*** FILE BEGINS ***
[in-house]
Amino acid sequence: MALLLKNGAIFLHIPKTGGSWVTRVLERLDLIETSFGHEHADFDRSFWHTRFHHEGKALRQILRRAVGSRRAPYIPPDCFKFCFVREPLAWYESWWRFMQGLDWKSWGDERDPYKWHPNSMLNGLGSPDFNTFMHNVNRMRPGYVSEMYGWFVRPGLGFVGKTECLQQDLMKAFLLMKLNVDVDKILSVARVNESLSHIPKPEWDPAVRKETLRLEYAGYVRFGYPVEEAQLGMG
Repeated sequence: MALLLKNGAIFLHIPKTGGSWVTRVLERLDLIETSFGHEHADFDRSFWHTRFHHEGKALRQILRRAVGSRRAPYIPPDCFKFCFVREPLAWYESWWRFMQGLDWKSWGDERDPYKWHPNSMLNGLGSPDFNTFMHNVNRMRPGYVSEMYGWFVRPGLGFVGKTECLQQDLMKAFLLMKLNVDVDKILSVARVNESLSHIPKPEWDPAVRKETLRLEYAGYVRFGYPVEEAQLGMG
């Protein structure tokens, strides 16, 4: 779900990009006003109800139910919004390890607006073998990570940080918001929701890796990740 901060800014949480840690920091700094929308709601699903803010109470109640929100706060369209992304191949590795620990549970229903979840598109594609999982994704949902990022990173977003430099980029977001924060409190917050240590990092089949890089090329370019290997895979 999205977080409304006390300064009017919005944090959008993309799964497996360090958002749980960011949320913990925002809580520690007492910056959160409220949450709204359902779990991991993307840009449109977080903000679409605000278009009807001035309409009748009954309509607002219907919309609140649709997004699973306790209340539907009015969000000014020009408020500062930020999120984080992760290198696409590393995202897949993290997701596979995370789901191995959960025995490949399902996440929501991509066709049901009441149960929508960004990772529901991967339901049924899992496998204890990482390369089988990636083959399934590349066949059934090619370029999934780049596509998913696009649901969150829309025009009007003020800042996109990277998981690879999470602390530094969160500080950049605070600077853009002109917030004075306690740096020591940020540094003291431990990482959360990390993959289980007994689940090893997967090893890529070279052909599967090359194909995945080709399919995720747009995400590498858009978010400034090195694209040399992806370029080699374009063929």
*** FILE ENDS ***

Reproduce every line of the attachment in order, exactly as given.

[in-house]
Amino acid sequence: MALLLKNGAIFLHIPKTGGSWVTRVLERLDLIETSFGHEHADFDRSFWHTRFHHEGKALRQILRRAVGSRRAPYIPPDCFKFCFVREPLAWYESWWRFMQGLDWKSWGDERDPYKWHPNSMLNGLGSPDFNTFMHNVNRMRPGYVSEMYGWFVRPGLGFVGKTECLQQDLMKAFLLMKLNVDVDKILSVARVNESLSHIPKPEWDPAVRKETLRLEYAGYVRFGYPVEEAQLGMG
Repeated sequence: MALLLKNGAIFLHIPKTGGSWVTRVLERLDLIETSFGHEHADFDRSFWHTRFHHEGKALRQILRRAVGSRRAPYIPPDCFKFCFVREPLAWYESWWRFMQGLDWKSWGDERDPYKWHPNSMLNGLGSPDFNTFMHNVNRMRPGYVSEMYGWFVRPGLGFVGKTECLQQDLMKAFLLMKLNVDVDKILSVARVNESLSHIPKPEWDPAVRKETLRLEYAGYVRFGYPVEEAQLGMG
């Protein structure tokens, strides 16, 4: 779900990009006003109800139910919004390890607006073998990570940080918001929701890796990740 901060800014949480840690920091700094929308709601699903803010109470109640929100706060369209992304191949590795620990549970229903979840598109594609999982994704949902990022990173977003430099980029977001924060409190917050240590990092089949890089090329370019290997895979 999205977080409304006390300064009017919005944090959008993309799964497996360090958002749980960011949320913990925002809580520690007492910056959160409220949450709204359902779990991991993307840009449109977080903000679409605000278009009807001035309409009748009954309509607002219907919309609140649709997004699973306790209340539907009015969000000014020009408020500062930020999120984080992760290198696409590393995202897949993290997701596979995370789901191995959960025995490949399902996440929501991509066709049901009441149960929508960004990772529901991967339901049924899992496998204890990482390369089988990636083959399934590349066949059934090619370029999934780049596509998913696009649901969150829309025009009007003020800042996109990277998981690879999470602390530094969160500080950049605070600077853009002109917030004075306690740096020591940020540094003291431990990482959360990390993959289980007994689940090893997967090893890529070279052909599967090359194909995945080709399919995720747009995400590498858009978010400034090195694209040399992806370029080699374009063929």